Stephanie K. Rink, MS, MLS(ASCP)CMSCCM, ASCLS PAC Chair
|Members of ASCLS-MI meet with Michigan Senator Debbie Stabenow.|
For me and many ASCLS members, the Legislative Symposium in Washington, D.C., each March is the most anticipated event of the year. The venue steeped in history, the camaraderie with fellow laboratorians from across the country, and the opportunity to advocate for our profession and the patients we serve are all things to look forward to each year.
While the event is advertised each year as a two-day conference, many members make the trek to Washington, D.C., early to participate in an ASCLS Board Meeting, Government Affairs Committee Meeting, or Political Action Committee Meeting. These meetings are generally open to all members and are a great way to learn about a number of issues surrounding the medical laboratory science profession and how ASCLS plans to address those issues. It is always enlightening to hear about the behind-the-scenes activities of the organization.
The conference officially begins on Monday morning. The day is filled with updates on the political environment in Washington, D.C.; information on the legislative topics to be discussed with our congresspeople; and role-playing exercises to prepare for our trips up to Capitol Hill.
This year, the two primary issues discussed were the negative impact Protecting Access to Medicare Act (PAMA) implementation will have on patient access to effective, timely, and quality laboratory testing, and strategies to address the critical medical laboratory workforce shortage. Other topics briefly touched upon were the Centers for Medicare & Medicaid Services (CMS) Personnel Regulation Request for Action, the Diagnostic Accuracy and Innovation Act, and the importance of donating to the ASCLS Political Action Committee. The day closed out with another anticipated feature of the event—a wine and hors d’oeuvre reception.
Finally, the culmination of the event is the trip up to Capitol Hill to meet with our senators and representatives to explain our concerns and present them with solutions to the issues. The Legislative Symposium is a collaborative event including members of the Clinical Laboratory Management Association (CLMA), American Society for Clinical Pathology (ASCP), Association of Genetic Technologists (AGT), American Medical Technologists (AMT), and the National Society for Histotechnology (NSH). It is interesting to network with members from these organizations and learn their viewpoints on the issues surrounding the profession.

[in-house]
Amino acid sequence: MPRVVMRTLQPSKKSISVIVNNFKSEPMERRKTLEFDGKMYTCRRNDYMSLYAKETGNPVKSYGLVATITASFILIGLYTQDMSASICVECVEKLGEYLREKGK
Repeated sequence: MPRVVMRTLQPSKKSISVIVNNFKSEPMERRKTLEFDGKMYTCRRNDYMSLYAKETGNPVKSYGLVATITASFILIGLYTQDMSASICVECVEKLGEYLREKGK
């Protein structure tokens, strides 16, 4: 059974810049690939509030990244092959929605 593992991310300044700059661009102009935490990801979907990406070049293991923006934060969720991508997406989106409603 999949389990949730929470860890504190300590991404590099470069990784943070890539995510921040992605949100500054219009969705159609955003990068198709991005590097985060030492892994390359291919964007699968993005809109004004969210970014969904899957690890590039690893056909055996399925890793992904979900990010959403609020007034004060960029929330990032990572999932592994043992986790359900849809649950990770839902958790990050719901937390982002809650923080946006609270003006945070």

We all left in groups Tuesday morning, out into the cold and the sleet, and headed straight to our senators’ offices. Both senators from Michigan host coffee hours, where we get to meet personally with staffers and the senators to discuss our concerns and solutions. We told them how new payment rates for the Clinical Laboratory Fee Schedule under the implementation of PAMA are based on flawed data and thus do not represent a true market-based payment system. We followed up with a request that they support a statutory adjustment to these rates to provide temporary relief, while also providing time for a proper data collection process to occur so appropriate long-term rates can be set.
We also discussed the serious shortage of medical laboratory professionals and requested that they enhance recruitment within the Veterans Affairs system, as well as authorize the Government Accountability Office to perform a study of the shortage and its impact on healthcare.
After meeting with both senators as a group, we split into smaller groups to meet with our individual representatives. We also stopped by each office from Michigan that did not have a constituent in attendance to drop off information about these issues along with contact information for our state Government Affairs Committee.
Overall, this year’s Legislative Symposium was highly productive and enjoyable. While I’m already looking forward to next March, advocacy is not a once-a-year event that can be accomplished by a few members from each state.
I encourage every member to take a few minutes to look up the information about the Advocacy-Issues on the ASCLS website and send an email or leave a phone message with your senators and representative. Stay informed about the issues and in touch with your legislators. Follow up with them, meet with them at a local coffee hour, or even consider attending the Legislative Symposium next March. I can promise you won’t be disappointed.